Protein inhibitors: cracking the code of disease mechanisms

Protein inhibitors: cracking the code of disease mechanisms

Protein inhibitors are valuable tools in understanding molecular mechanisms of many diseases, including cancer or autoimmune disorders. However, with the overwhelming complexity of cellular pathways, researchers often face challenges in identifying the right protein inhibitors to address their specific scientific questions. A new online resource can help.

Cellular pathways form an interlinked, tightly regulated biological network of extreme intricacy. Together, they balance the biological systems of our bodies, support embryonic development, and protect us from internal and external threats. 

Many diseases are characterized by up- or downregulation of individual biomolecules within one or several cellular pathways, making them attractive targets for biomedical research. The role of a specific protein is often studied by inhibiting its activity and exploring the downstream effects on the cell.

Table of contents

    Protein inhibitors: Advantages and challenges

    Protein inhibitors are typically small chemical molecules that are easy to apply to cell cultures or tissues. Their effects on the target or other proteins in the cellular pathway can be studied using suitable antibodies following well-established laboratory procedures. 

    “Inhibitors can be highly specific for their target protein or pathways, allowing researchers to selectively manipulate a particular process without affecting others. By observing the effects of inhibition, researchers can gain insights into the functions of specific molecules or pathways in various biological processes,” explained Jennifer Chung, Director of Sales Operations at Santa Cruz Biotechnology.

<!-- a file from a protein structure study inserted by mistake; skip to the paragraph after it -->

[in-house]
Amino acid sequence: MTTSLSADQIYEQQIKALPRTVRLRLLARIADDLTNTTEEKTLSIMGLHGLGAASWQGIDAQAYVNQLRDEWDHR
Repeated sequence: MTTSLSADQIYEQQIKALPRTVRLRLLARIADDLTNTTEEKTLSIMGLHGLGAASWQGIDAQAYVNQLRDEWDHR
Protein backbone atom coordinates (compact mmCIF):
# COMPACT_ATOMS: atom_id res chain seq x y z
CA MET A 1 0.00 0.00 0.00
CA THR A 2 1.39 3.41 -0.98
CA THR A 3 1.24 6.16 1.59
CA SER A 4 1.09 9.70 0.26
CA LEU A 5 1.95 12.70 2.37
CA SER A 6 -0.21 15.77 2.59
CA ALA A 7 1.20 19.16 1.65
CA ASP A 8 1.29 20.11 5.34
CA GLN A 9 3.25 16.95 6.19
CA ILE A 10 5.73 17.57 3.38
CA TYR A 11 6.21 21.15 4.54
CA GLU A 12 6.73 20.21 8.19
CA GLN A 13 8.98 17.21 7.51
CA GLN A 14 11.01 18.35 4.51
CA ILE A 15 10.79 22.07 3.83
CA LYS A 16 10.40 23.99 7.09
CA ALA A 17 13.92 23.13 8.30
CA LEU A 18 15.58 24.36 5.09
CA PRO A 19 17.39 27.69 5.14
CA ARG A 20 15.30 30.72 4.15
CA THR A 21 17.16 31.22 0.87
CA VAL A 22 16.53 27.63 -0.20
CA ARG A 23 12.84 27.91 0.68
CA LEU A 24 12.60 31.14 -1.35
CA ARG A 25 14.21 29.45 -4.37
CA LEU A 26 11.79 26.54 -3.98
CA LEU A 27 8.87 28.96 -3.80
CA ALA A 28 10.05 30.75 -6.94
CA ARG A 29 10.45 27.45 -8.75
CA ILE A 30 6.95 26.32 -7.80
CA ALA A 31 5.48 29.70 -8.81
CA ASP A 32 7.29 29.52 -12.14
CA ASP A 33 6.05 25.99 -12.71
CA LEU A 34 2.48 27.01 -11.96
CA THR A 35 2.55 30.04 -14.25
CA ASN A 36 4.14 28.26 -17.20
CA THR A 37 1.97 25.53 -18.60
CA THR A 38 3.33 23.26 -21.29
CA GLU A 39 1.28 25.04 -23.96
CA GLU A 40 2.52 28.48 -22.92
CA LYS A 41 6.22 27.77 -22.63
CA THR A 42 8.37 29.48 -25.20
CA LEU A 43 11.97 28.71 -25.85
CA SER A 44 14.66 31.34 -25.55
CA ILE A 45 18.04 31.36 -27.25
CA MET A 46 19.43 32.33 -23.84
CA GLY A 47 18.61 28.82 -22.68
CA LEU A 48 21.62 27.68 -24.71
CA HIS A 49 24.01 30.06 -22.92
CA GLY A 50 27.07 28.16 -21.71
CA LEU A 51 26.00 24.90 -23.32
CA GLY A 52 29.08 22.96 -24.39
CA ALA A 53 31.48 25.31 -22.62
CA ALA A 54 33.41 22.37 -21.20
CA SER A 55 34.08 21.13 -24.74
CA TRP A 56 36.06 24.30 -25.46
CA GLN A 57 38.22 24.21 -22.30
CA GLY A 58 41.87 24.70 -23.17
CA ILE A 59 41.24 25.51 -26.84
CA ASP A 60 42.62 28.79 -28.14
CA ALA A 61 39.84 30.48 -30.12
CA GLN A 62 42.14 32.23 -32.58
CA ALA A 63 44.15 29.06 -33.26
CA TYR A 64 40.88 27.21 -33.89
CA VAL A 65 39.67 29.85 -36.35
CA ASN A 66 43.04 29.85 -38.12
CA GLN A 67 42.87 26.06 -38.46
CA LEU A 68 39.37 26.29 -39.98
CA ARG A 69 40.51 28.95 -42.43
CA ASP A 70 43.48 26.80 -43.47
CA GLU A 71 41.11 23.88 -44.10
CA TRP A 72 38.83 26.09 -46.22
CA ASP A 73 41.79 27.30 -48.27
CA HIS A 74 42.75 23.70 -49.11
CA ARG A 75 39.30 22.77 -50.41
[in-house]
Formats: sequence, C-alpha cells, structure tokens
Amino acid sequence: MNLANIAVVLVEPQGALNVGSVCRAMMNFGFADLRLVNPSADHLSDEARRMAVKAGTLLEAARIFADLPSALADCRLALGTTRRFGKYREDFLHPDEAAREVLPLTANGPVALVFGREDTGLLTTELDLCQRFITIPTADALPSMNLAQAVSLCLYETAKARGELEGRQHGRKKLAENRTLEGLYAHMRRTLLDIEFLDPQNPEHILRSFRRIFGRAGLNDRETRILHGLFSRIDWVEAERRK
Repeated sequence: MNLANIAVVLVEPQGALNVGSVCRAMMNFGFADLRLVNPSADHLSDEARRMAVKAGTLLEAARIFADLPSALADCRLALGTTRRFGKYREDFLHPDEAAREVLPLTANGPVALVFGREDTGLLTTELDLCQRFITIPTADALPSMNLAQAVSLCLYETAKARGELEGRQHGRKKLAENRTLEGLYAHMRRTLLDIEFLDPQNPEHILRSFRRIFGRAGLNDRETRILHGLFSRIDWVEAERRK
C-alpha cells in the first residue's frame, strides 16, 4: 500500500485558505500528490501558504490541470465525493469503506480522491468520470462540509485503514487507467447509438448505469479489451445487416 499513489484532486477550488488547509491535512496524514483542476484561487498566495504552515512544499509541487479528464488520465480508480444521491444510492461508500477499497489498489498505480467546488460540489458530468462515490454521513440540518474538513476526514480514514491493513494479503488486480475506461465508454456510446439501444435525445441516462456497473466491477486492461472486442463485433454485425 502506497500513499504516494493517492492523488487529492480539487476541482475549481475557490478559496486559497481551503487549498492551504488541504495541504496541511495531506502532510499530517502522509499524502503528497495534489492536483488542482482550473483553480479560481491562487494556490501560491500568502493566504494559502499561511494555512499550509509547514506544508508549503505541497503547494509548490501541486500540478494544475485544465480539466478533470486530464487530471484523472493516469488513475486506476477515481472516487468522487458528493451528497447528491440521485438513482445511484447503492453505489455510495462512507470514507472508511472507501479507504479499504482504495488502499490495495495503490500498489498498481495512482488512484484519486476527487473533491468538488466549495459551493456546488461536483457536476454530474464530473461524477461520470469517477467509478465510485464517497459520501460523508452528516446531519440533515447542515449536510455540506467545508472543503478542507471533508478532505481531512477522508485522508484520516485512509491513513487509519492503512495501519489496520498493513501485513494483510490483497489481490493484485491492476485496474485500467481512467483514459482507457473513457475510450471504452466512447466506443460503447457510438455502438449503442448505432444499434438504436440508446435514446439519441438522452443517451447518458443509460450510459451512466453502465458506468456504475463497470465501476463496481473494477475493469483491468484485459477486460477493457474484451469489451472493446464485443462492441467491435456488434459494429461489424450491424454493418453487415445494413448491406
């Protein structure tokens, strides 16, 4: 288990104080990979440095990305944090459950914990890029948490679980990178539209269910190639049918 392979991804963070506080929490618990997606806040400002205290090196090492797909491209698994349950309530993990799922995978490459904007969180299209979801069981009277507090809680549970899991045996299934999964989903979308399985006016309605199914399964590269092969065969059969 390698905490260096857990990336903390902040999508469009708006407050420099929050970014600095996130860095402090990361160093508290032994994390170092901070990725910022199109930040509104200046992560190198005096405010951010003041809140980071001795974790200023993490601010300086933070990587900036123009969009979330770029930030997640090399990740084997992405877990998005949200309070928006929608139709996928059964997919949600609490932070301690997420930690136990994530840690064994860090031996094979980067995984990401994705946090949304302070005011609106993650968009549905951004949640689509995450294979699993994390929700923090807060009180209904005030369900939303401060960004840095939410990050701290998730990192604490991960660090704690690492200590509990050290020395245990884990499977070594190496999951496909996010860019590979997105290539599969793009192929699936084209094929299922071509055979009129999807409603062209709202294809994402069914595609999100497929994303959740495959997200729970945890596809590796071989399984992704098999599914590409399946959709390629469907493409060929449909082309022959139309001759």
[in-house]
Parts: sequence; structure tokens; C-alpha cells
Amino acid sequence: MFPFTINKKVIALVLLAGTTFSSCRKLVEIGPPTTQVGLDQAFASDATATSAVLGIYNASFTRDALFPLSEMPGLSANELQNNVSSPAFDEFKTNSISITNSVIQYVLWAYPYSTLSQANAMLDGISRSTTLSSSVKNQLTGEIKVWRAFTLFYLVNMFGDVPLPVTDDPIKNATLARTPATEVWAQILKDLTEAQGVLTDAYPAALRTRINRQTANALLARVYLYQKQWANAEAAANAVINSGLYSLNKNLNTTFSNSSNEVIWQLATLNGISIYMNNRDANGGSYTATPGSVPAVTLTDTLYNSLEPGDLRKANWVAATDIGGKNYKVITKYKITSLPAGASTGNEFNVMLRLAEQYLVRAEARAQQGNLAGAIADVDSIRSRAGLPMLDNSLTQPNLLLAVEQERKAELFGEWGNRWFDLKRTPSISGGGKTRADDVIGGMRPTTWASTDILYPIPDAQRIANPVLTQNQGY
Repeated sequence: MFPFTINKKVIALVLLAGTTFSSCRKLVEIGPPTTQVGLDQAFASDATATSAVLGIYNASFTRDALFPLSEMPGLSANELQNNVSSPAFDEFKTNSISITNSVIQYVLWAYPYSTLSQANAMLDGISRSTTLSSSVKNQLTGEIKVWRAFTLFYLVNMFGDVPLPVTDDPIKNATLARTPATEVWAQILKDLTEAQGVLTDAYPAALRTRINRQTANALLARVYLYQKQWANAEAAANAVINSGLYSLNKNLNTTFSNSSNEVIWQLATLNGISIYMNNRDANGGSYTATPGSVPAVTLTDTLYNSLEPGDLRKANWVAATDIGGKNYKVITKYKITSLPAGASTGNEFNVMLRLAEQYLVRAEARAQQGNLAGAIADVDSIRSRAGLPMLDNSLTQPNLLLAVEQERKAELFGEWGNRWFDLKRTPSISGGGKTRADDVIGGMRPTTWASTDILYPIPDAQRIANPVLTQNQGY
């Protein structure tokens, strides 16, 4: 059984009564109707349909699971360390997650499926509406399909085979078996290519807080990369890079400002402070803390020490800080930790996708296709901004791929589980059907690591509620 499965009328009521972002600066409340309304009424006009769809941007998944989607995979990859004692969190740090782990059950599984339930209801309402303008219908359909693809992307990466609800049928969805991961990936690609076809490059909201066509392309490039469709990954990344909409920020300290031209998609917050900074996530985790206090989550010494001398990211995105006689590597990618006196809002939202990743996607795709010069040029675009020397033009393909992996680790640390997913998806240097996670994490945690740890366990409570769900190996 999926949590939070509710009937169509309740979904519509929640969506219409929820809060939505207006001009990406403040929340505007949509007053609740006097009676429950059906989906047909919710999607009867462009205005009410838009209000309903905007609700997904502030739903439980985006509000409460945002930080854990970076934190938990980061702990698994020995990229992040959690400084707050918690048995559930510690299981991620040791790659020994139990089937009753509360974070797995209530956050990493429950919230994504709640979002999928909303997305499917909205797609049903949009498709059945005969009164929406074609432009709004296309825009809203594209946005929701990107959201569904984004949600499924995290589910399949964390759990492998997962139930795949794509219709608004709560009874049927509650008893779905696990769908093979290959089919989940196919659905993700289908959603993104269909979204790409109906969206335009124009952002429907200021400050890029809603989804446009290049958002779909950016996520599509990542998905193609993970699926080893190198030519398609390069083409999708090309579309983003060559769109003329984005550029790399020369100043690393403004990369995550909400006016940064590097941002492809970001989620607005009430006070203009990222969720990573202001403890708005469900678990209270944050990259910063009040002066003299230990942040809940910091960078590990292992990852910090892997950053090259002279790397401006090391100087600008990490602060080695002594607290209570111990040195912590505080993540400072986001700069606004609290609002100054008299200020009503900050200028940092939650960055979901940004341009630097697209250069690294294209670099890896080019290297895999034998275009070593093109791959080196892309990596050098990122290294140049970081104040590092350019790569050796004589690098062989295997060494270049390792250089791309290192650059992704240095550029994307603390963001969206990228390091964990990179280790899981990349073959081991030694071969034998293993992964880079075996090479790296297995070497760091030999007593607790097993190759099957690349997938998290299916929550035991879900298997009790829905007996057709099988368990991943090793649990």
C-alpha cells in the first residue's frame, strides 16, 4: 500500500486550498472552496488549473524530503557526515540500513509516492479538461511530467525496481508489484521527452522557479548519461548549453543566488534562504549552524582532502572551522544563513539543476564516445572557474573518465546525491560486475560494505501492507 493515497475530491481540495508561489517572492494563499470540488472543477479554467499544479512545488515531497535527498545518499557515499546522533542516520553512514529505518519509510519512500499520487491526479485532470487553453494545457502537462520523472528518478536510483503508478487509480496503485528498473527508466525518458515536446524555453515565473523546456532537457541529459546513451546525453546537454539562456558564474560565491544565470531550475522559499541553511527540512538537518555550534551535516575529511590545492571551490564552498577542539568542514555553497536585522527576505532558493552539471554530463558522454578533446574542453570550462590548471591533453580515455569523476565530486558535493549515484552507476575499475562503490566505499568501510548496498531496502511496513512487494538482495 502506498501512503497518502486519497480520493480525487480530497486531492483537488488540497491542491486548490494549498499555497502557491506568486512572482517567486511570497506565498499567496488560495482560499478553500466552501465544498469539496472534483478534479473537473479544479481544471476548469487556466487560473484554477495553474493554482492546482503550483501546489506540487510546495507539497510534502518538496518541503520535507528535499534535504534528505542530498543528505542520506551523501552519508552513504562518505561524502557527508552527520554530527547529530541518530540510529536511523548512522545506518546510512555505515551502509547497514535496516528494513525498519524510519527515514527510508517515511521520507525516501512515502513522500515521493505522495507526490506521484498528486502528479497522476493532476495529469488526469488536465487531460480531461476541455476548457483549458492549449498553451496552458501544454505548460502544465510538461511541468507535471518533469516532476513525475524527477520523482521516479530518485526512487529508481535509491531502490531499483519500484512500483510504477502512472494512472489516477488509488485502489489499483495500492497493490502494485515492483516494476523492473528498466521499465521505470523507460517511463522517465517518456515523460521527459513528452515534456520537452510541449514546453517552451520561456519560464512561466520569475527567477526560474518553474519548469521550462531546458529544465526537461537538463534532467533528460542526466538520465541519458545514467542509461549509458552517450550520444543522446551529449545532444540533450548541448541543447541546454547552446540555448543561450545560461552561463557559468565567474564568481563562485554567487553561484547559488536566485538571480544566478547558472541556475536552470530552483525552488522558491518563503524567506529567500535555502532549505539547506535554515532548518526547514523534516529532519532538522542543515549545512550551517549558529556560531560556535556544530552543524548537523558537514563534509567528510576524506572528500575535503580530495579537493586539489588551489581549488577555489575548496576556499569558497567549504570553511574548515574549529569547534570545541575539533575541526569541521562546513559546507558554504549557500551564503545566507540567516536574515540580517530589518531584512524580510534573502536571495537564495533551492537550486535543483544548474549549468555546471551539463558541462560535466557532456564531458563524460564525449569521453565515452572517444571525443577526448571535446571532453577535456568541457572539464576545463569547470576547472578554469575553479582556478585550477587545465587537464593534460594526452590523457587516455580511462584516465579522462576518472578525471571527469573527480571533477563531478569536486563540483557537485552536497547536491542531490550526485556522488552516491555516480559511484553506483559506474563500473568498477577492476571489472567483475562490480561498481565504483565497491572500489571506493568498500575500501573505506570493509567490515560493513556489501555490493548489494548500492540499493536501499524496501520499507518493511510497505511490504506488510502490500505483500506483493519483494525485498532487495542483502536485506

On the other hand, inhibitors are not always perfectly specific, risking unintended off-target effects, misleading results, and complicated interpretations of experimental data. Inhibitors may also exhibit incomplete inhibition, limiting their use in experiments. 
    To address these challenges, researchers at Santa Cruz Biotechnology are conducting a project to identify suitable protein inhibitors through literature research and wet lab experiments, and share their results through a freely accessible online resource.

    Demonstrating the power of protein inhibitors: Cdc7

    In one example, the research team studied the effect of the Cdc7/Cdk9 inhibitor molecule on Cdc7 (cell division cycle 7), a protein kinase involved in DNA replication. In certain tumors, Cdc7 has been shown to be overexpressed to enable rapid cell division. 

    In reverse, inhibiting Cdc7 is believed to reduce the rate of DNA replication, eventually leading to programmed cell death, or apoptosis.

    Apoptosis is characterized by a high activity of dedicated proteases called caspases. Poly ADP-ribose polymerase-1 (PARP-1) is a well-described substrate of caspases. Hence, the formation of PARP-1 cleavage fragments is considered a hallmark of apoptosis.

    Data D1 sc 3311303 cleaved PARP 1RGB
    Figure 1: Confirmation of published results using the Cdc7/Cdk9 inhibitor, conducted at Santa Cruz Biotechnology